Tall Girl's Fashion // The royal castle of Oslo, Norway

The most impressive room of them all is the 300 m2 large Banqueting hall where they host the most important state dinners, like the banquet for the members of the council and dinners in conjunction with important state visits. The hall can seat 225 people.

The gorgeous decor in the ceiling is repeated on the china that is set on the tables, with different plate designs for each course. They have also placed mannequins around the room showing what the waitors/waitresses wear when serving. Guests enter the room listing to Gammel Jægermarsj (The old hunter’s march) by Chr. Schjølberg and leave to the tune of Valdresmarsjen (The Valdres march) by Johannes Hanssen.

The castle holds offices for the King, Queen, Crown Prince and Crown Princess, in addition to a gorgeous visitors’ flat that has hosted Queen Elisabeth, Bill Clinton, Nelson Mandela and other important people.

Tall Girl's Fashion // The royal castle of Oslo, Norway

Guests are taken in through the front door and up the stairs to the Vestibule, with its 12 impressive marble pillars. From here the royal family has access to the balcony where they greeat the children’s parade on May 17th.

The first room on the right from the Vestibule is the reception room for the King’s office, the Bird room. A total of 45 birds and seven butterflies (counted by the King’s footman, who has hours to kill each week waiting to be summed by the King) are a part of this very traditional Norwegian paintwork. So pretty! The office of the Queen is next door to the King’s, while the Crown Prince and Crown Princess’s offices are off to the left from the Vestibule.

The castle is only open to the public during the summer months, when there’s less activity in the castle. With its 173 rooms, the castle is very small compared to those of other European royal families (a quarter of the size of the Swedish royal castle, for instance), so most of the castle is in use on a regular basis. During the summer, in each of the ball rooms tables are set to display some of the gorgeous tableware and china that is a part of the castle’s collections. This makes the rooms particularly grand and inviting.

Tall Girl's Fashion // The royal castle of Oslo, Norway

August 16th is the last day the castle is open for visitors this year, so hurry on over to Billettservice to buy your ticket if you live in or around Oslo. A new tour starts every 20 minutes, some in English. Ahead of every tour, they also sell unsold tickets at the door.

The castle is protected 24/7 by members of His Majesty the King’s Guard and every day at 13:30, you can see the changing of the guards. This event is similar to the changing of the guards at Buckingham Palace — lots of marching, stomping and gun juggling as some guards sign off and the new crew take their place.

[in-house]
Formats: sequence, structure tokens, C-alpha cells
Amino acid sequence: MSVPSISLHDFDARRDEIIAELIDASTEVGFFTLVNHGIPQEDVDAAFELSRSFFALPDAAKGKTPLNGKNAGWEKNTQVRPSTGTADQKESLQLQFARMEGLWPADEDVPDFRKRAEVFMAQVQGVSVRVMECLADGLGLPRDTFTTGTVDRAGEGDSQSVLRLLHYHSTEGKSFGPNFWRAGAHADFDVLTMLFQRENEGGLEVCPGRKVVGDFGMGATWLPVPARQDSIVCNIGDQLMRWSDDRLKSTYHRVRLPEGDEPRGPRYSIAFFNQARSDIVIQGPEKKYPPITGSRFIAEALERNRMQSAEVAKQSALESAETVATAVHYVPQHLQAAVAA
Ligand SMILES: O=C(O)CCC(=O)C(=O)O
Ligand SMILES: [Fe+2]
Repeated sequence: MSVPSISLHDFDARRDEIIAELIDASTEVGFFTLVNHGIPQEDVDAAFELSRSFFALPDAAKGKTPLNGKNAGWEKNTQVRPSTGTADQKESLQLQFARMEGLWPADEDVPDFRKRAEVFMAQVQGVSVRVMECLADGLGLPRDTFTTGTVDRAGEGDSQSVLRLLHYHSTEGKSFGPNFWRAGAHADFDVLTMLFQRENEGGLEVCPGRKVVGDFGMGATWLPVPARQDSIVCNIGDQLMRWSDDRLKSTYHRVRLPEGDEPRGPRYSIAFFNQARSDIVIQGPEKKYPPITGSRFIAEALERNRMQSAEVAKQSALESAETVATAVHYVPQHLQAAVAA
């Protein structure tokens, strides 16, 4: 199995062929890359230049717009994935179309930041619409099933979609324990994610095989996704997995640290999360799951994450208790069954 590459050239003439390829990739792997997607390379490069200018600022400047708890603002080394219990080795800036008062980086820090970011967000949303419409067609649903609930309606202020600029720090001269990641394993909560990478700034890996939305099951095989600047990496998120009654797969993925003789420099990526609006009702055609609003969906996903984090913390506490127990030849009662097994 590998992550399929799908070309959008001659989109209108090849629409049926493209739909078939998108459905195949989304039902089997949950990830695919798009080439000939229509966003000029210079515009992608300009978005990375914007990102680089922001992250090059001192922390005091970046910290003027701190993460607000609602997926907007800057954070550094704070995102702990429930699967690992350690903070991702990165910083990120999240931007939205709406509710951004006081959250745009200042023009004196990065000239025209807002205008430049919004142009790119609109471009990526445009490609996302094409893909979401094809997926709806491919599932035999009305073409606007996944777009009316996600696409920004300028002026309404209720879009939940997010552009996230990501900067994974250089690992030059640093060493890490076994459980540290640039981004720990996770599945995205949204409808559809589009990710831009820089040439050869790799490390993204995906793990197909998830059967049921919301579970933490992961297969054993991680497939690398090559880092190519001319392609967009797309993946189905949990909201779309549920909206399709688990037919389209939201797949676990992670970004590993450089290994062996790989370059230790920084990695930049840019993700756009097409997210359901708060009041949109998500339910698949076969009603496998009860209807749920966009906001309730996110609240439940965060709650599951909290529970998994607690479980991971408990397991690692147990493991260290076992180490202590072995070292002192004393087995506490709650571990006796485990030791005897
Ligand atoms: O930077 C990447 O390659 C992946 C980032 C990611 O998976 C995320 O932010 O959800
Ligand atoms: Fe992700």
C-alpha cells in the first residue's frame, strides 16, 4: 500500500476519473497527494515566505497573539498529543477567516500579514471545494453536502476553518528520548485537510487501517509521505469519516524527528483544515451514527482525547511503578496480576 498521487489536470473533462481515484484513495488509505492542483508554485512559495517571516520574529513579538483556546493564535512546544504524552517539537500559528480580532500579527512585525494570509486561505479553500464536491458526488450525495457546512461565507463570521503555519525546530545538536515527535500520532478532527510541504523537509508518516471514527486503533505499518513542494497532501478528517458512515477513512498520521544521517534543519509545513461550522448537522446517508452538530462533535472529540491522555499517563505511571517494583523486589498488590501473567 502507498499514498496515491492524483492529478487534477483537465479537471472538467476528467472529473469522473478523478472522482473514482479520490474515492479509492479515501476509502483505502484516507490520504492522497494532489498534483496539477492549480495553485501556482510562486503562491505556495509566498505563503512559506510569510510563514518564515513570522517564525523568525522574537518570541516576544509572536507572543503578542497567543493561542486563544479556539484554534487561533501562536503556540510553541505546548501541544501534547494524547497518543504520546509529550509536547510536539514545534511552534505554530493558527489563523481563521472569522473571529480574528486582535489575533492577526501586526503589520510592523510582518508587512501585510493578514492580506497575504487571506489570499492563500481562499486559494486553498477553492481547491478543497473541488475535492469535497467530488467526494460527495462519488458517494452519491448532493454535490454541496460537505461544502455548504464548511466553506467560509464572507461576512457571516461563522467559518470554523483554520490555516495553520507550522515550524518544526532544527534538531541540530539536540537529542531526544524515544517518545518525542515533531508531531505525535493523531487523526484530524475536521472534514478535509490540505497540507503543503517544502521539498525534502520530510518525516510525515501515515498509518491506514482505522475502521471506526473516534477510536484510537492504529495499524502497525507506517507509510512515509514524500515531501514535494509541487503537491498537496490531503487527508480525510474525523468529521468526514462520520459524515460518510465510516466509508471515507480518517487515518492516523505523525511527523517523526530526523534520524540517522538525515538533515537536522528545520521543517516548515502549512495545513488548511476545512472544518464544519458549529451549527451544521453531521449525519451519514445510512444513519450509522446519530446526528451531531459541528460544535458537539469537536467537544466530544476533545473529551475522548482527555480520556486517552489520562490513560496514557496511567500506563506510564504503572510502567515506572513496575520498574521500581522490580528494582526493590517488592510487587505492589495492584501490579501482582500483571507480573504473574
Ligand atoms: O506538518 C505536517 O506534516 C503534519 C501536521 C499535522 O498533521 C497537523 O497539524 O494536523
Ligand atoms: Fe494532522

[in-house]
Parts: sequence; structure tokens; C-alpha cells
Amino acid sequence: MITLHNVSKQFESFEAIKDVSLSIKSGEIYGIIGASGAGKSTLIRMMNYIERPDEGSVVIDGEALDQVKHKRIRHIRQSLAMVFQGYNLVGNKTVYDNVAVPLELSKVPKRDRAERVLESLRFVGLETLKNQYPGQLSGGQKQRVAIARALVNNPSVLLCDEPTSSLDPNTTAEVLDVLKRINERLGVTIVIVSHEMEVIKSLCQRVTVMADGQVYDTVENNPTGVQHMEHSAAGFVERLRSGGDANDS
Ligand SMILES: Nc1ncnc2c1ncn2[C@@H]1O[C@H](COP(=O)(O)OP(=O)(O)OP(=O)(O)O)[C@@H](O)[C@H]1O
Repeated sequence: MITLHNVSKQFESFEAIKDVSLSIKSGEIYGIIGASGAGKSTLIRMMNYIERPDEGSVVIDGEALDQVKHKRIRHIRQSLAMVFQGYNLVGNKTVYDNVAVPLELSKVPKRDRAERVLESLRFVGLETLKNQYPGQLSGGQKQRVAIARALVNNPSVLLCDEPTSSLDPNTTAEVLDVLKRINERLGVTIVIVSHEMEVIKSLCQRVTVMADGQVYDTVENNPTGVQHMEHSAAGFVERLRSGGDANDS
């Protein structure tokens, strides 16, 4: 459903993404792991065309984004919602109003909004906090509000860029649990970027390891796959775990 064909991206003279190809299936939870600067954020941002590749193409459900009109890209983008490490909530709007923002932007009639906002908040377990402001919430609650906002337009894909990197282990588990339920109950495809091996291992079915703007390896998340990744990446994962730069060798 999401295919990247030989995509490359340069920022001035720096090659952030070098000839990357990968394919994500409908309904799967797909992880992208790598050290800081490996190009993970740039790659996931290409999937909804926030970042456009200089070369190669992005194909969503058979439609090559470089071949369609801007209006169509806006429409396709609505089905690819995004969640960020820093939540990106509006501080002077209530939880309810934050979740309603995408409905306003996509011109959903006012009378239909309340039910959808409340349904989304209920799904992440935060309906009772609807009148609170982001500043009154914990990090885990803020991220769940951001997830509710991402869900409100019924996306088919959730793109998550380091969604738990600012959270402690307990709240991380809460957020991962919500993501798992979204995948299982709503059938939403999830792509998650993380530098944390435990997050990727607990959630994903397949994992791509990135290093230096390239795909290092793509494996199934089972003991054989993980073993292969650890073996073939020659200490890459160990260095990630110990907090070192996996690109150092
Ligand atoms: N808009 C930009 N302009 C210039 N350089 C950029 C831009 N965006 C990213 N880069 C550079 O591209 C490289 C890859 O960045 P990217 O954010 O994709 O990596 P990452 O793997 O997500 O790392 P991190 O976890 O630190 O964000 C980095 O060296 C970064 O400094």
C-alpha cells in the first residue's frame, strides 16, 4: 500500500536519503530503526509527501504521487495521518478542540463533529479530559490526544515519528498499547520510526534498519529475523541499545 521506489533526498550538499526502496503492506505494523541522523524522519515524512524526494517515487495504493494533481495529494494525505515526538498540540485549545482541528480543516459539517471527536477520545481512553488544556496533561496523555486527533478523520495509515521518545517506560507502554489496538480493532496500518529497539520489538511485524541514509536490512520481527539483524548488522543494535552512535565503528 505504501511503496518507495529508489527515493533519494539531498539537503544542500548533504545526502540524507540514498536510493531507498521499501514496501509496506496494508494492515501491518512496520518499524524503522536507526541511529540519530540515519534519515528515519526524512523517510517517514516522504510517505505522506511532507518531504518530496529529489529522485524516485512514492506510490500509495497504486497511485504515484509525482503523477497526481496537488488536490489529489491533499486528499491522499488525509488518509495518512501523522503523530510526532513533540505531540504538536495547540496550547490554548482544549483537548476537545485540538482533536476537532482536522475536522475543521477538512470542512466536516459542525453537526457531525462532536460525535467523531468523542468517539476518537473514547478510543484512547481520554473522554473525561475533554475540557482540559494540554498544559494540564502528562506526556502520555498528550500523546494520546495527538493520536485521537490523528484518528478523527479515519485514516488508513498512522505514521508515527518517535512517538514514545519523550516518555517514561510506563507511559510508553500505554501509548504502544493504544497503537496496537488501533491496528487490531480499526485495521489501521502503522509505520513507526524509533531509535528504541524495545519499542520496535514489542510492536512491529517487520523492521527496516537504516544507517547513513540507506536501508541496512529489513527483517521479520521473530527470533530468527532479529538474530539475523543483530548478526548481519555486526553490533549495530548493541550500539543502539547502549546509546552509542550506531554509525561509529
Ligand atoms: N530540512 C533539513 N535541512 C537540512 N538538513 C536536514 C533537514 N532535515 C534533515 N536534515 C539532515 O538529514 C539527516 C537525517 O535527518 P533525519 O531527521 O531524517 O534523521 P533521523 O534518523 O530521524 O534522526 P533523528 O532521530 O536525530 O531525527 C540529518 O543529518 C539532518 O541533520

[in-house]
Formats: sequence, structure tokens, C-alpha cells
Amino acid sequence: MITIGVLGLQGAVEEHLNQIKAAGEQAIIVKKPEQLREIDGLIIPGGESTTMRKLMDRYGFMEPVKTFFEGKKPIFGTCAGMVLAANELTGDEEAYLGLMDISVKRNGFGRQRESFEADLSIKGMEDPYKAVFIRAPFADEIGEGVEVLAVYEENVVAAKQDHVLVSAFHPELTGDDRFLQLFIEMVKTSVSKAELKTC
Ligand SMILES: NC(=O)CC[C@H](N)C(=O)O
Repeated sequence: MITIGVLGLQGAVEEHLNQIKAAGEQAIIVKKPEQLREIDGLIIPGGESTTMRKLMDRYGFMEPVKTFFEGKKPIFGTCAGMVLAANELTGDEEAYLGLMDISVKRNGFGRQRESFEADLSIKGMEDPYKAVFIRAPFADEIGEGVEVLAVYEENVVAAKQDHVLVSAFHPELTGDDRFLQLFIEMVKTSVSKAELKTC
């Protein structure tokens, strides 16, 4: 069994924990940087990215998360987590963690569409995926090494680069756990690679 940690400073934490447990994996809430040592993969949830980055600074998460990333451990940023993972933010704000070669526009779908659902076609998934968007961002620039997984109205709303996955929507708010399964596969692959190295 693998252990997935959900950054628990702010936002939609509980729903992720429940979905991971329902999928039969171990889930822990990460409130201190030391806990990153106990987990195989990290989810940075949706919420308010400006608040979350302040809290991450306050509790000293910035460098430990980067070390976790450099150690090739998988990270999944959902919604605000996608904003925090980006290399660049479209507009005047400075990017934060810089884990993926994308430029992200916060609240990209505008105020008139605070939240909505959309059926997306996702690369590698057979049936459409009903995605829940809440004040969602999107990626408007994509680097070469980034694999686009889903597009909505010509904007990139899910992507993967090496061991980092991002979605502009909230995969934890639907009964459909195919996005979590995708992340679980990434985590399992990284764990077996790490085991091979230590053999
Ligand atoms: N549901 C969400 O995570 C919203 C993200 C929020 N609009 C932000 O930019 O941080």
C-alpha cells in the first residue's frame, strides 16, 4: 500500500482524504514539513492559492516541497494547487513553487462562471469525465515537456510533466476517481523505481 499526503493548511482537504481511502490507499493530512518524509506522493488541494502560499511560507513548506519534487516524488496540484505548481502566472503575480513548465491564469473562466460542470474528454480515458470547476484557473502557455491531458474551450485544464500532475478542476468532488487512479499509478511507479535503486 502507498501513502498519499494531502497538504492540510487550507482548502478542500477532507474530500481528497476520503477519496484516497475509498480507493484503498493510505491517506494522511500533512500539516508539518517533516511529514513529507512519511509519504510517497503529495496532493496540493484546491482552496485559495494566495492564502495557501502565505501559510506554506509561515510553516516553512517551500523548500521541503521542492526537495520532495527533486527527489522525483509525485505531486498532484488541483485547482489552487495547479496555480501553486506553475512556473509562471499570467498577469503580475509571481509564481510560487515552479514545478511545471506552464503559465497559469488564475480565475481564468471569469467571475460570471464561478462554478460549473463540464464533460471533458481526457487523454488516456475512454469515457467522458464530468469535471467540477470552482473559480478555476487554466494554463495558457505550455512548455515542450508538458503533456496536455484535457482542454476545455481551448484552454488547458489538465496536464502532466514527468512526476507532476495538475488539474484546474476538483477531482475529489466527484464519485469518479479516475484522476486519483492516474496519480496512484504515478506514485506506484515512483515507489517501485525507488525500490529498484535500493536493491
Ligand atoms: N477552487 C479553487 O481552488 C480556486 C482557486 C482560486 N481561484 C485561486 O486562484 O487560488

During the summer, members of The King’s Guard frequently march from Akershus Fortress to Karl Johan, where they perform in the middle of the street while pedestrians stop and admire. This is an inredible event that you should definitely try to see — times are given at the tourist office. The King’s Guard has won the Edinburgh Military Tattoo several times and gives an incredible show, marching to the beat of their band and throwing their guns high up in the air. Watching them perform always gives me goose bumps.

Tall Girl's Fashion // The royal castle of Oslo, Norway

The guards are getting ready for the changing of the guards, attaching the bajonettes to their guns

Tall Girl's Fashion // The royal castle of Oslo, Norway

All ready to go

Tall Girl's Fashion // The royal castle of Oslo, Norway

Crowds of people are watching…

Tall Girl's Fashion // The royal castle of Oslo, Norway

…under the watchful eye of this guard

Tall Girl's Fashion // The royal castle of Oslo, Norway

These guards are coming off their shift

Tall Girl's Fashion // The royal castle of Oslo, Norway

A new guard is taking over the position in one of the guard huts

Tall Girl's Fashion // The royal castle of Oslo, Norway

The rest of the new guards are marching to the remaining guard locations to take over the shift

  • What great photos! Thanks so much for sharing.

    • You’re welcome, Shani! Thanks for visiting. xoxo Anett

    • I only wish I could have taken photos inside, as the rooms were so pretty. Thanks for visiting! xoxo Anett

  • kristine

    Var der for noen år siden, fantastisk flott!

    • Ja, det var der vi skulle bodd! Med vaskehjelp, så klart. xoxo Anett

@tallgirlsfashion